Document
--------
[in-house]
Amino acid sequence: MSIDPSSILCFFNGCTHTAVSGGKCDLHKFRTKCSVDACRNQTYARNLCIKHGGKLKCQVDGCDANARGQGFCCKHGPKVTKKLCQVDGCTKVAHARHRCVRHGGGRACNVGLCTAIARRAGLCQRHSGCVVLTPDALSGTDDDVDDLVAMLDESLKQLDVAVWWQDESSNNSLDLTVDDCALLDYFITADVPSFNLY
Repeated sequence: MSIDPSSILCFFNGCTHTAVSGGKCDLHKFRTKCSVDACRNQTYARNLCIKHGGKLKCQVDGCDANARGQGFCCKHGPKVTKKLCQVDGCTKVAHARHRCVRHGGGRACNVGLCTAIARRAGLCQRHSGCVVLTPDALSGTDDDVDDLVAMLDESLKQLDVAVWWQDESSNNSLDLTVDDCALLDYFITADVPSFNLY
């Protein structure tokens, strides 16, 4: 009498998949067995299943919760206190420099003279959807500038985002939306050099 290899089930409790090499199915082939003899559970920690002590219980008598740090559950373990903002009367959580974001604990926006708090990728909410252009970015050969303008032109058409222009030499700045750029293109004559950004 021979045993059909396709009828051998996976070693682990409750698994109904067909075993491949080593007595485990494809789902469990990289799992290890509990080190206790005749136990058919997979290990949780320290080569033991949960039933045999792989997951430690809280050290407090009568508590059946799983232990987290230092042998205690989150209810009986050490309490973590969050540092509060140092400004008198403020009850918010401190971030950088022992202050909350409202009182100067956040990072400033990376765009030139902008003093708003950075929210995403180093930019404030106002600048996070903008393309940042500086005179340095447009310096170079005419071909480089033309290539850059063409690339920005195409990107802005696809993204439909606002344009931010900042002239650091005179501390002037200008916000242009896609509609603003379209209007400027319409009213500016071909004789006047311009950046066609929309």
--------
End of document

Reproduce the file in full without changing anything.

[in-house]
Amino acid sequence: MSIDPSSILCFFNGCTHTAVSGGKCDLHKFRTKCSVDACRNQTYARNLCIKHGGKLKCQVDGCDANARGQGFCCKHGPKVTKKLCQVDGCTKVAHARHRCVRHGGGRACNVGLCTAIARRAGLCQRHSGCVVLTPDALSGTDDDVDDLVAMLDESLKQLDVAVWWQDESSNNSLDLTVDDCALLDYFITADVPSFNLY
Repeated sequence: MSIDPSSILCFFNGCTHTAVSGGKCDLHKFRTKCSVDACRNQTYARNLCIKHGGKLKCQVDGCDANARGQGFCCKHGPKVTKKLCQVDGCTKVAHARHRCVRHGGGRACNVGLCTAIARRAGLCQRHSGCVVLTPDALSGTDDDVDDLVAMLDESLKQLDVAVWWQDESSNNSLDLTVDDCALLDYFITADVPSFNLY
């Protein structure tokens, strides 16, 4: 009498998949067995299943919760206190420099003279959807500038985002939306050099 290899089930409790090499199915082939003899559970920690002590219980008598740090559950373990903002009367959580974001604990926006708090990728909410252009970015050969303008032109058409222009030499700045750029293109004559950004 021979045993059909396709009828051998996976070693682990409750698994109904067909075993491949080593007595485990494809789902469990990289799992290890509990080190206790005749136990058919997979290990949780320290080569033991949960039933045999792989997951430690809280050290407090009568508590059946799983232990987290230092042998205690989150209810009986050490309490973590969050540092509060140092400004008198403020009850918010401190971030950088022992202050909350409202009182100067956040990072400033990376765009030139902008003093708003950075929210995403180093930019404030106002600048996070903008393309940042500086005179340095447009310096170079005419071909480089033309290539850059063409690339920005195409990107802005696809993204439909606002344009931010900042002239650091005179501390002037200008916000242009896609509609603003379209209007400027319409009213500016071909004789006047311009950046066609929309």